When I first began to notice...

As young girls we are teased, that someday we will be, ‘Just as bad as her‘. Or we are told, ‘You’ll be like that one day’, but I never truly believed it, or particularly feared it.

And then it happened.

One day I opened a Weight Watchers ready meal, as you do when you cant be bothered with all that cooking nonsense (marinade? what?) but you’re also semi health conscious (other low fat ‘ready meals’ are available). But I found the meal to be dry and just a bit… yucky. A normal person at this point would eat the meal and put the dissatisfaction down to their own ‘too lazy to buy and cook real food’ attitude.

Not me and most importantly not my Mother.

Standing up in outrage I re-packaged the half demolished, unspecified meal, fished out the receipt (which of course I had saved for just such an emergency) and embarked upon a disgruntled trip to the supermarket from which it came. However not before popping two slices of bread into the toaster, spreading thick with peanut butter, and scoffing down greedily (lazy to the core ladies and gentlemen!).

At said undisclosed supermarket I proceeded to put together an argument to get my money back!

Now of course, a lifetime of following my Mother into many a supermarket and department store, armed with receipts and arguably faulty goods, had prepared me to win my case. And so, I won back the glorious sum of £2.65 (the ‘ready meal’ had of course been on sale!) and the slightly bewildered customer service girl took on the responsibility for my ‘disgustingly dry’ half eaten dinner.

In hindsight, which is unfortunately the place in which most of our sanity lurks, the cost of my petrol and the time spent returning the meal was possibly not reimbursed by my £2.65 refund. However as I made the 20 minute trip back home I felt the swell of victory.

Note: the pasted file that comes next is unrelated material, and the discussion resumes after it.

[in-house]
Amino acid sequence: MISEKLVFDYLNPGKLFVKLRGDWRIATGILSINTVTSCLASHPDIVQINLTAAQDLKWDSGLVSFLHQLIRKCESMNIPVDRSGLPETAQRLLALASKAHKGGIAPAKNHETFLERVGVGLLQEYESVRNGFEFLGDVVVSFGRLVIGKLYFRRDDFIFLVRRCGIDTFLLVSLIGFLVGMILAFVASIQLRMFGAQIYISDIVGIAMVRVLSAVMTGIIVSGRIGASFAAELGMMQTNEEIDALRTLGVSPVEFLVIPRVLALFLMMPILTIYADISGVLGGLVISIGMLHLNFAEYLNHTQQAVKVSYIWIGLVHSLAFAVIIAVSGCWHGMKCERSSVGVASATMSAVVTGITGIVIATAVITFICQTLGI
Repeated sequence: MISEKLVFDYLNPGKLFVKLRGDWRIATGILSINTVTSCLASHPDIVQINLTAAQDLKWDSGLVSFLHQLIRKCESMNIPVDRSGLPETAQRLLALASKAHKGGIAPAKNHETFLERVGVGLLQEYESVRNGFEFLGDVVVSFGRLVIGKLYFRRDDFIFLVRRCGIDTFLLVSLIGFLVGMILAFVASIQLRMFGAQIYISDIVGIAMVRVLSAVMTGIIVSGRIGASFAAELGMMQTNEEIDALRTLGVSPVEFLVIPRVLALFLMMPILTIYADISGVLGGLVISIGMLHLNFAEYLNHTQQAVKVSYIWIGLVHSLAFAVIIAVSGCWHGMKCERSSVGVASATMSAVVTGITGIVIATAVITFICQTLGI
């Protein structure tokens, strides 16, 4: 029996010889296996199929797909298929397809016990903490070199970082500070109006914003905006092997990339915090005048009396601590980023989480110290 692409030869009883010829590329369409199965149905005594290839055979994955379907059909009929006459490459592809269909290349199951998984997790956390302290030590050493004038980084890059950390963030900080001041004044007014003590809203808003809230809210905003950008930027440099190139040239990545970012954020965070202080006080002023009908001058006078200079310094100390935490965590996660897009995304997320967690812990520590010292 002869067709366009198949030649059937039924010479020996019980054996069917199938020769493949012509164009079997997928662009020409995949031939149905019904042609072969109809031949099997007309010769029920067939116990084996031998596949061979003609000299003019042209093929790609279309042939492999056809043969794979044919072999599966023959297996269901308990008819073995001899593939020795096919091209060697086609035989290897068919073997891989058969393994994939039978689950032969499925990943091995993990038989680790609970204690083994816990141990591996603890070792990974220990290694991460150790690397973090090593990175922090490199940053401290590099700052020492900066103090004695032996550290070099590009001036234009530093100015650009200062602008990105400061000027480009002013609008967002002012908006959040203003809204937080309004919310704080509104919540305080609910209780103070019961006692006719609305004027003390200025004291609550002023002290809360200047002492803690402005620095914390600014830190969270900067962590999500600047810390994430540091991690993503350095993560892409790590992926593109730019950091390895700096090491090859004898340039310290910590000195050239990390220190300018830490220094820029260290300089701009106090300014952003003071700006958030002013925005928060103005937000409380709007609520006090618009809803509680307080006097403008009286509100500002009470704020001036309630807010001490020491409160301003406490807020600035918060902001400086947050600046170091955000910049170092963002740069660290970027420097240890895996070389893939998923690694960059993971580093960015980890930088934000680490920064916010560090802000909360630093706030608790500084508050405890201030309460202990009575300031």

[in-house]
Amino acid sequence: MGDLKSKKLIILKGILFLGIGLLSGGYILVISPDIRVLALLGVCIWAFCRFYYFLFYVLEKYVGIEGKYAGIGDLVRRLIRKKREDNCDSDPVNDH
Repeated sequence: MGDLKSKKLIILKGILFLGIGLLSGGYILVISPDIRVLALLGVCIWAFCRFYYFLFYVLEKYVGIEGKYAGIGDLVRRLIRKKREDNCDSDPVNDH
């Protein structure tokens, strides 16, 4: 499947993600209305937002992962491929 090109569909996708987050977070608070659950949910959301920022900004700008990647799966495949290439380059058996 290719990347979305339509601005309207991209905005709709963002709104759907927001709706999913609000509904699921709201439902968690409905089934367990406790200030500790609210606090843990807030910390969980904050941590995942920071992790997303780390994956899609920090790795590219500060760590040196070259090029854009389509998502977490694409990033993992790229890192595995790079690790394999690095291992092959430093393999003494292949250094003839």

Which I imagine is how my Mother felt the time she bought a dress worth around the same amount as my rent for a whole month, and planned to wear it two weddings happening over the same bank holiday weekend.

To the first wedding she decided to ‘test drive’ the outfit and simply ‘tuck the tag’, a trick that none of us are proud of, but, come on girls we’ve all done it. Haven’t we?

To the second wedding my Mother decided that once was probably enough and she would take on full responsibility for her purchase. She cut the cords and accepted the dress as her own.

After the reception at wedding round two fate took it's course that my Mother would argue with my Stepdad. Then hastily in a fit of ‘passion’, and this is the part that I try not to focus upon, asked her heavy handed husband to unzip her.

And the story goes that it just… ripped!

I imagine that Mum was soon over her loss when she said to the shop assistant.

“No, I think I’ll just have my money back, thank you. “

I’ve long been of the opinion that the concept of something for nothing, which is largely accepted amongst today’s tax paying society, is merely seen as a challenge to my Mother.

Open the fridge in my parents kitchen too briskly and out will pour a collection sachets of condiments and individual packets of butter. In every sock and underwear drawer since I was very young I could expect to find a soap, to “Make ‘em smell nice” taken from a variety of hotels. Up until the age of 10 I thought that everyone used miniature shampoo and conditioners, bottled with labels which read Ramada Inn or Marriot.

I’m convinced that the library must be my Mother's favourite place. Not only are all the books free, but in two weeks time she has to take them back!

It’s a scary world out there, and the concept of facing it as an eternally late, hopelessly messy, yet convincingly glamorous, overly energetic scatterbrain, with the sense of humor of a teenager, is scarier still.

But something happened the other day. Something which made me write all of this down.

I had made my boyfriend lunch.

A lovely packed lunch, and to brighten his day I wrote him the following poem on a napkin:

"There once was a boy named Jason, whose sandwiches were stuffed with bacon. They had extra cream cheese upon bread with seeds... and when his girlfriend had orgasms she faked them."

I giggled to myself for quite a while before realising I had made us both late for work whilst I wrote my hilarious secret limericks.

When I was little I never made it to school on time, but my sandwiches were always cut into boats or castles, or once I even ate a ham and cheese dog!

No sexually explicit limericks though.


P.S Clearly Jason and I are no longer together.